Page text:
5 Tips for CNAs Who Want to Be Great Active Listeners

Melissa Mills
September 15, 2022
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Did you know most people only understand about 50% of what they hear? Imagine pouring your heart out to a friend or colleague for 20 minutes to find out they only listened for the first ten minutes of you talking. You might be frustrated and even a little disappointed. You probably wouldn’t want to tell your story again, so the conversation would just end. 

Being a nurse aide requires a lot of listening. But, only hearing half of what your patients or coworkers say could make for a dangerous situation. For example, you could miss critical findings about a patient or policy changes you need to know. Not to mention, your patients won’t trust you if they aren’t sure you’re genuinely listening to them. This is why you’ll need to learn how to be and stay fully engaged in all conversations to be a successful CNA.

What is Active Listening?

Active listening happens when you’re fully engaged and listen to every word the speaker says. You don’t just hear the words; you receive them and then interpret and understand them before responding. However, being an excellent active listener requires attention to more than words. You must notice the speaker’s body language, expressions, and even how they appear when talking. 

Ways to Improve Your Active Listening Skills

Hearing is a critical skill in healthcare. You’ll listen for the buzzing sound of call lights, the sounds of the heart beating when taking blood pressure, and your coworkers when they give you shift change reports. But, you’ll need to do better than just hearing. 

Here are five ways to become an expert active listener.

Pay Attention

You can’t truly listen to a conversation if you’re on your phone, daydreaming, or thinking about what you’ll make for dinner. So, the first step in becoming a better listener is simply to pay attention to what’s said. 

Be sure to maintain eye contact by looking directly at the speaker during more than half of the conversation. In addition, keep your body open and relaxed to communicate your interest. You can do this by keeping your arms by your side, smiling, nodding your head at critical times, and leaning toward the speaker to communicate engagement.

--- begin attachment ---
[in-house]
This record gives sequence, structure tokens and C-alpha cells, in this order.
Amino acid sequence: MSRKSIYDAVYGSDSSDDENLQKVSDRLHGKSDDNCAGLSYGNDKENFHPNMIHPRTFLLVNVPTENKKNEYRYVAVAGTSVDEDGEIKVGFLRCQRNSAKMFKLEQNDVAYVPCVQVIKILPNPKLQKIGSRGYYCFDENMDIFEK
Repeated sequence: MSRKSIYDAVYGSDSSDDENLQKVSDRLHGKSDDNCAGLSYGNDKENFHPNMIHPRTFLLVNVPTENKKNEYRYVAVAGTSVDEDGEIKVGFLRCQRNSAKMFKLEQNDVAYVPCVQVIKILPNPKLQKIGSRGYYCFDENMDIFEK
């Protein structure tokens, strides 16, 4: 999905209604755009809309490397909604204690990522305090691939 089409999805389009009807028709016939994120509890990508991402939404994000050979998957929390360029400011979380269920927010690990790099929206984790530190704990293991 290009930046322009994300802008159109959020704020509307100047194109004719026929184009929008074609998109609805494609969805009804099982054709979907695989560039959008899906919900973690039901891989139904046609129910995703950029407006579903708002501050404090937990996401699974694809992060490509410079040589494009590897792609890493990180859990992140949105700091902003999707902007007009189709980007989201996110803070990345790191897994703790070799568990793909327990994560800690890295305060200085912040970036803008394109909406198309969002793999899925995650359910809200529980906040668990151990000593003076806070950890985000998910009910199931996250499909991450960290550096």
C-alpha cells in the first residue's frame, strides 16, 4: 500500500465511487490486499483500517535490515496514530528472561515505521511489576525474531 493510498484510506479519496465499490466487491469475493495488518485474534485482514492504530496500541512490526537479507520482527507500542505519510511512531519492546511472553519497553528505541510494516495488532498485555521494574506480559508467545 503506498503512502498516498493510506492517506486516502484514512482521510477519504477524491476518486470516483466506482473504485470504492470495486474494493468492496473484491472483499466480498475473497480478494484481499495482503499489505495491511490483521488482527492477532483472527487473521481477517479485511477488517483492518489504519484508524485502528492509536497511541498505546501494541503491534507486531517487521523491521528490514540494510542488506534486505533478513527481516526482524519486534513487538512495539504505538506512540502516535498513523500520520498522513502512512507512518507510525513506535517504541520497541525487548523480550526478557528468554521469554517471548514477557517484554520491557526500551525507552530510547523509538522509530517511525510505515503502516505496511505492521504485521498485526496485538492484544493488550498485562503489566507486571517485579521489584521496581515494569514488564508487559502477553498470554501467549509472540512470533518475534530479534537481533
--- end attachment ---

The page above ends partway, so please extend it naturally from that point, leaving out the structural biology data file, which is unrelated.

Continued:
Respond to Keep the Conversation Going

You’ll need to let the other person know you’re paying attention, but using lots of words can interrupt them. So, choose words that don’t take over the conversation. For example, try using small verbal comments like yes, tell me more, or even a simple “uh huh.” These phrases keep the conversation going without interrupting the speaker's flow. 

Use Reflection

An excellent way to let someone know you’re listening is to reflect. You can do this by restating what they said instead of offering advice or opinions they might not want. You can also ask a question after reflecting to ensure you understand. For example, if someone tells you they are unhappy at work, you might say, “I’m hearing you say that you’re not happy with your job, is that right?” This strategy lets them know you’re listening and helps them feel validated and understood. 

Ask Open-Ended Questions 

If you want the person to tell you more, use open-ended questions only. The speaker can’t answer an open-ended question with a yes or no, but must give you more information. Open-ended questions provide clarifying details to ensure you understand.

Be Patient

As humans, we’re always in a hurry. But, when practicing active listening, you’ll need to be patient and allow the speaker to take their time. A few ways to show patience during a conversation include:

  • Not interrupting
  • Allowing periods of silence without trying to fill it with speech
  • Refraining from finishing the person's sentences
  • Avoiding one-upmanship by telling stories from your experiences
  • Listening to understand, not just to respond
  • Avoiding changing the conversation abruptly

Get Ready to Excel at Active Listening

Now that you know these easy ways to become a better listener try them out. You may feel awkward the first few times you use these strategies, but with practice comes experience. Pay close attention to how the other person responds, and then continue to improve each method until you’re successful.  

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